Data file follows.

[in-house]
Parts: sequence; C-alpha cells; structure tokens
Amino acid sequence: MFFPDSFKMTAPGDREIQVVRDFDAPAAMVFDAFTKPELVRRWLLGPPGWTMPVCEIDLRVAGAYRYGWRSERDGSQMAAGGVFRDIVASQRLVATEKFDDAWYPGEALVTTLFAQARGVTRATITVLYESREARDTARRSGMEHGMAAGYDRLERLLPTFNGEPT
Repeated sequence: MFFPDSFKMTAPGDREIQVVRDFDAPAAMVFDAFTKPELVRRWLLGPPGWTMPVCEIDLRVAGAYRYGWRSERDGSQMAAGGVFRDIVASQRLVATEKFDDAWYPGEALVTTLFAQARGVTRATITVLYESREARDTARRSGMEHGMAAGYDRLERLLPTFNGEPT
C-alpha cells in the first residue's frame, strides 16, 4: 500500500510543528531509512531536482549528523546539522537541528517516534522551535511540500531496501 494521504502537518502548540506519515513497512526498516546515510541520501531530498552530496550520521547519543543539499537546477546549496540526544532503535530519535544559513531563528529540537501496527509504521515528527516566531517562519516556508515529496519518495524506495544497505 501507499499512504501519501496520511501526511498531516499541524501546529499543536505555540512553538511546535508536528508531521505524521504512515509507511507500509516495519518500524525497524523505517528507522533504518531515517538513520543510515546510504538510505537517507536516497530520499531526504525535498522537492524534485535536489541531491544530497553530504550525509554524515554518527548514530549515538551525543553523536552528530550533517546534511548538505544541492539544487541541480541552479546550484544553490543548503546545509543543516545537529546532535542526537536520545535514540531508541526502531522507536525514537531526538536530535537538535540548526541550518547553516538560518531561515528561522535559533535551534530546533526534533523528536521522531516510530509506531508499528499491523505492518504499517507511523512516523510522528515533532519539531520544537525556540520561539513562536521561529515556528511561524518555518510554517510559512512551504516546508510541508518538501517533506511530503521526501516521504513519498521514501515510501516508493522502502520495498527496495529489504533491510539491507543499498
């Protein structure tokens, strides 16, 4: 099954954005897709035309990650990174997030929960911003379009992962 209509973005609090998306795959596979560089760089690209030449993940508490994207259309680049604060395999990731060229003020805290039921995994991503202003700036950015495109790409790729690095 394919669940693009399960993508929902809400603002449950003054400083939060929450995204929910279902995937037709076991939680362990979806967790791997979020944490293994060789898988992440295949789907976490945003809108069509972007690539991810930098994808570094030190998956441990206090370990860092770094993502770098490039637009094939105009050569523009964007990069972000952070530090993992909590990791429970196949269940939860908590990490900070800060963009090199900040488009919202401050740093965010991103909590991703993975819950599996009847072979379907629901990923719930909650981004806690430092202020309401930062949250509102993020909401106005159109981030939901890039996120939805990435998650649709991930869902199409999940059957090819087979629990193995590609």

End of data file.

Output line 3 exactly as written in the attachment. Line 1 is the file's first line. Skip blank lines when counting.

Amino acid sequence: MFFPDSFKMTAPGDREIQVVRDFDAPAAMVFDAFTKPELVRRWLLGPPGWTMPVCEIDLRVAGAYRYGWRSERDGSQMAAGGVFRDIVASQRLVATEKFDDAWYPGEALVTTLFAQARGVTRATITVLYESREARDTARRSGMEHGMAAGYDRLERLLPTFNGEPT